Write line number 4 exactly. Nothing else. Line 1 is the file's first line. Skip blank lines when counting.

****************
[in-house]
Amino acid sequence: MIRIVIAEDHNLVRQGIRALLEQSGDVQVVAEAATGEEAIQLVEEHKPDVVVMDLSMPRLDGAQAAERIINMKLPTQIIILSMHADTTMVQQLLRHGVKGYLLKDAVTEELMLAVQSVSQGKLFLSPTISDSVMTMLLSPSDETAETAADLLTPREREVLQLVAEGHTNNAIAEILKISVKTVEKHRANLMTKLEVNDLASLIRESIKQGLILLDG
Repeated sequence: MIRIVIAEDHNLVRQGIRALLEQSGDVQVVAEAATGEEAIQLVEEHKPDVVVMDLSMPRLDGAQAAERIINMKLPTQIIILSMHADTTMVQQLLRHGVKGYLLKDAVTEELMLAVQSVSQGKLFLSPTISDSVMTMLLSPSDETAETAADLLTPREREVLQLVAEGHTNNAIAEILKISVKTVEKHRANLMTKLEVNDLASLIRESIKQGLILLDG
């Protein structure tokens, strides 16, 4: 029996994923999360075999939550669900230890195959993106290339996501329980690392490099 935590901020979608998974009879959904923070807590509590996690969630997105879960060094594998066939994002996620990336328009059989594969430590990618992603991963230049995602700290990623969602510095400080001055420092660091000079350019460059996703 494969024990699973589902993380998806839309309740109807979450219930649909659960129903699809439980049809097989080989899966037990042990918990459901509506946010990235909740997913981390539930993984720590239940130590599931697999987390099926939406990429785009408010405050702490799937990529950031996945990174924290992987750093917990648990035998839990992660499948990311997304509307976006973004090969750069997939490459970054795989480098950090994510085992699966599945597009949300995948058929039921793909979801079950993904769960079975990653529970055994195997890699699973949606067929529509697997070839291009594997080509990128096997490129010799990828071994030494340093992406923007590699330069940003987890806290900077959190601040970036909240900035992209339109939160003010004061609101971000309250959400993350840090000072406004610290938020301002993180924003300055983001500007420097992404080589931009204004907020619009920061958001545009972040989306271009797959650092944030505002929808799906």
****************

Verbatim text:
């Protein structure tokens, strides 16, 4: 029996994923999360075999939550669900230890195959993106290339996501329980690392490099 935590901020979608998974009879959904923070807590509590996690969630997105879960060094594998066939994002996620990336328009059989594969430590990618992603991963230049995602700290990623969602510095400080001055420092660091000079350019460059996703 494969024990699973589902993380998806839309309740109807979450219930649909659960129903699809439980049809097989080989899966037990042990918990459901509506946010990235909740997913981390539930993984720590239940130590599931697999987390099926939406990429785009408010405050702490799937990529950031996945990174924290992987750093917990648990035998839990992660499948990311997304509307976006973004090969750069997939490459970054795989480098950090994510085992699966599945597009949300995948058929039921793909979801079950993904769960079975990653529970055994195997890699699973949606067929529509697997070839291009594997080509990128096997490129010799990828071994030494340093992406923007590699330069940003987890806290900077959190601040970036909240900035992209339109939160003010004061609101971000309250959400993350840090000072406004610290938020301002993180924003300055983001500007420097992404080589931009204004907020619009920061958001545009972040989306271009797959650092944030505002929808799906």